Generally, every script you write involves running some Windows built-in tools. Applications like regedit.exe or cmd.exe are the most common. For this tools to operate within a script, a command line argument must be supplied to tell the application what "task" to perform otherwise it will just run with the default settings.
As I see it, command line arguments and switches are both fascinating and powerful. There are even undocumented switches, which makes them even more mysterious. For example, running control panel applets can be done with tools like control.exe or rundll32.exe, both with some arguments.
CONTROL.EXE <cplfilename.cpl> RUNDLL32.EXE <dllname>,<entrypoint> <optional arguments>
To run the Internet Properties dialog, type:
control.exe inetcpl.cpl or rundll32.exe shell32.dll,Control_RunDLL INETCPL.CPL
You can even open the applets with another tab in front (using the tab Index number). To open the Internet Properties dialog with the Privacy tab in front, type:
control.exe inetcpl.cpl,,2 rundll32.exe shell32.dll,Control_RunDLL INETCPL.CPL,,2
Traditionally, you will use the /? switch to reveal your application's help, but, if you run rundll32.exe /? you'll end up with nothing, searching for help on these kind of files can be a quiet a challenge, and as you can see with the rundll sample this is not ordinary stuff like cmd.
For quite some time I was puzzled by this. How can I find the rundll's or any other file command line switches and arguments? Can I find more than "exist" in the default documentation or help parameter?.
I started to Google, with no luck. Including the words "command line" in Google's search was a pain. I had to filter out dozens of links, ohhh... until I came across Bryan Keadle's Cool Tools page.
One of Bryan tools called "Intercept" was made exactly for this task. Intercept will replace itself with the selected program, show the parameters being passed, then continue on to the original executable. Fantastic, I downloaded the file, tested it and it worked just fine.
While "Intercept" did a great job on a small scale I was looking for a better solution. Than I came across SysInternals "Process Explorer" (now hosted on TechNet). If you used Sysinternals tools before, than names like regmon, filemon, tcpview and others are no stranger to you (if you didn't use there tools shame on ya :-), you can download the entire Sysinternals Suite (8 MB) from here).
Double-clicking any process in Process Explorer launched the process property dialog. This dialog lists a plethora of information on the process including the command line that started it.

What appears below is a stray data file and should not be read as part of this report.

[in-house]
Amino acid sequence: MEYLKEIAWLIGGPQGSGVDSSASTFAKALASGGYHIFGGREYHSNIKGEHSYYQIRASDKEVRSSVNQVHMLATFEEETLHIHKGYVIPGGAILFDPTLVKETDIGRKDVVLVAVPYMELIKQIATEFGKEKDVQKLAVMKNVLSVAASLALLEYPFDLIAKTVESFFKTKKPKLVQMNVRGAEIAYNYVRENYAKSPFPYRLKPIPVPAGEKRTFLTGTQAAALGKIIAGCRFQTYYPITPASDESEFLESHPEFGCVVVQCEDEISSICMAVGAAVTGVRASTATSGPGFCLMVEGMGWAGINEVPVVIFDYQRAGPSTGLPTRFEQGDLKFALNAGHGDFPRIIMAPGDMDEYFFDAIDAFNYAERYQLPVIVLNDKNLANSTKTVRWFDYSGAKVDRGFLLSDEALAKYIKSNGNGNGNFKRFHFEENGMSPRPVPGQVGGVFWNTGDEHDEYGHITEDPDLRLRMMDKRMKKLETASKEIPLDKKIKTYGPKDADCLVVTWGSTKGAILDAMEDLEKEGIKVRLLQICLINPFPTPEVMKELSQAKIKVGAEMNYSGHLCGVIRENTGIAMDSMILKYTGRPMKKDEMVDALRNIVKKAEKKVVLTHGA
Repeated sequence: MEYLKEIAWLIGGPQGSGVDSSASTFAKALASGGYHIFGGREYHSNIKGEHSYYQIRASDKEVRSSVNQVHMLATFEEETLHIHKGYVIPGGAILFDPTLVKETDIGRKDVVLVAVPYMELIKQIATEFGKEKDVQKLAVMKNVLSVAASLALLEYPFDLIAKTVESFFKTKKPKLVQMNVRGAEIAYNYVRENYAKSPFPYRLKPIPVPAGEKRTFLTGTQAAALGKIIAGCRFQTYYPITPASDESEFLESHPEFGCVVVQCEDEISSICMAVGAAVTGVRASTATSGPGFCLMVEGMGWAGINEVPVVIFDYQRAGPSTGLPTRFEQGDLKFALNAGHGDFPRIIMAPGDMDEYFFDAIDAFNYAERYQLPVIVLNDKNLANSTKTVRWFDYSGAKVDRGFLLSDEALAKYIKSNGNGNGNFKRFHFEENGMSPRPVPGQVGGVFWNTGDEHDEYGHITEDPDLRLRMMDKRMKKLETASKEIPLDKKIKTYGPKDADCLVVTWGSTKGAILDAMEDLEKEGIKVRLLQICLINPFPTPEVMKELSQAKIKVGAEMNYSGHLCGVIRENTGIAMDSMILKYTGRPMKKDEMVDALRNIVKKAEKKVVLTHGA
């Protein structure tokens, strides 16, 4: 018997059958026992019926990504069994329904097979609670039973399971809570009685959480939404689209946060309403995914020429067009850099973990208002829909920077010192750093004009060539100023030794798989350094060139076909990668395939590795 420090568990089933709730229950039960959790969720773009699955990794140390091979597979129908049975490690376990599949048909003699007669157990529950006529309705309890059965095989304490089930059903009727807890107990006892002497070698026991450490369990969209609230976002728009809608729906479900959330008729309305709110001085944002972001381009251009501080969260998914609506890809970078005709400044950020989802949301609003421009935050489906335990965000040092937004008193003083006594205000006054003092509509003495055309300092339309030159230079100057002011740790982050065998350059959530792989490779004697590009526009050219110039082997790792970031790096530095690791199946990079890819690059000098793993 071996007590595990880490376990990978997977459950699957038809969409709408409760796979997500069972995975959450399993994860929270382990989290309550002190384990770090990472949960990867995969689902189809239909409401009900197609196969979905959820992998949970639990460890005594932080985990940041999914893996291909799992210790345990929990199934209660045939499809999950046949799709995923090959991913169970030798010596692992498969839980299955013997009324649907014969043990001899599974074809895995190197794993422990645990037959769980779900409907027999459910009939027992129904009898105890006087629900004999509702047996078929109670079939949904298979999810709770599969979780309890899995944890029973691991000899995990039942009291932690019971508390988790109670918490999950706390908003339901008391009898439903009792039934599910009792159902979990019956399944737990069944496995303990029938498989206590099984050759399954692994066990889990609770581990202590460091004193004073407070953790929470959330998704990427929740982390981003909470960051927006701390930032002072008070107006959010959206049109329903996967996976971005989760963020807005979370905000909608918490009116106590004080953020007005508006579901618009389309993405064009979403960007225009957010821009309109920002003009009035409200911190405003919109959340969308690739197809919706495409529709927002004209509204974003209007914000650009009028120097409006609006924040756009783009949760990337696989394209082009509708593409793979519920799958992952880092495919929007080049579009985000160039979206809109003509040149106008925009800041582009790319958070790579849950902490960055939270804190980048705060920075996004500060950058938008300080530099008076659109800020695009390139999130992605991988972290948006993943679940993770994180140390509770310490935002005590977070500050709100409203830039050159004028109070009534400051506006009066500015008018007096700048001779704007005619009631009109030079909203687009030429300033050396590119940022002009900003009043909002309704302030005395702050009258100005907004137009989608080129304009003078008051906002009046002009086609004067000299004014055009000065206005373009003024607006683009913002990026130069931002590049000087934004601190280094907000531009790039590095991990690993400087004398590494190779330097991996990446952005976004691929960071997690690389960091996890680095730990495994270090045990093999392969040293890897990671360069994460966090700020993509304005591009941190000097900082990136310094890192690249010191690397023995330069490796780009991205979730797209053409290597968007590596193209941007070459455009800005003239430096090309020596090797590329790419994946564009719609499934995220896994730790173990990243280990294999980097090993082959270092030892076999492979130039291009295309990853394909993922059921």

Now, all I had to do is click the processes and investigating their command line, and testing them offline. As for the above rundll example, go to the control panel and run any applet you like, once you launched it look for rundll process in Process Explorer, double-click it and view its command line, then you can include it in your scripts.
As for processes that took very small amount of time to execute and appear in the display, I used the "spacebar" key to "freeze" the display from refreshing and then double-clicked the process. This method became very wearying while waiting for processes to execute, much like a mouse and cat chase. The last step in this quest was the release of SysInternals Process Monitor (By Mark Russinovich and Bryce Cogswell).
Process Monitor includes regmon, filemon and Process Explorer in one tool. It captures all the activity of registry, file system, and processes/threads in real time, and logs the results to a file on the local disk. Boom, this was what I looked for. Here is my way of real time spying/monitoring command lines:
1. Run procmon.exe
2. Toggle off registry activity
3. Right Click any Column header and choose "Select Columns..." (or Click Options > Select Columns) and uncheck everything except "Process Name" and "Command Line".
4. Viola! Procmon.exe scrolls the results and from now on, no command line switch is immune.
In addition filters can be applied to adjust the displayed processes. If you wish to exclude a Process, just right click it and choose "Exclude > Process Name".
Finally, you can save the results to a CSV file for later use. One can even make a Command line Database :-)
I strongly recommend viewing Mark's session on "Advanced Windows Troubleshooting with Process Monitor"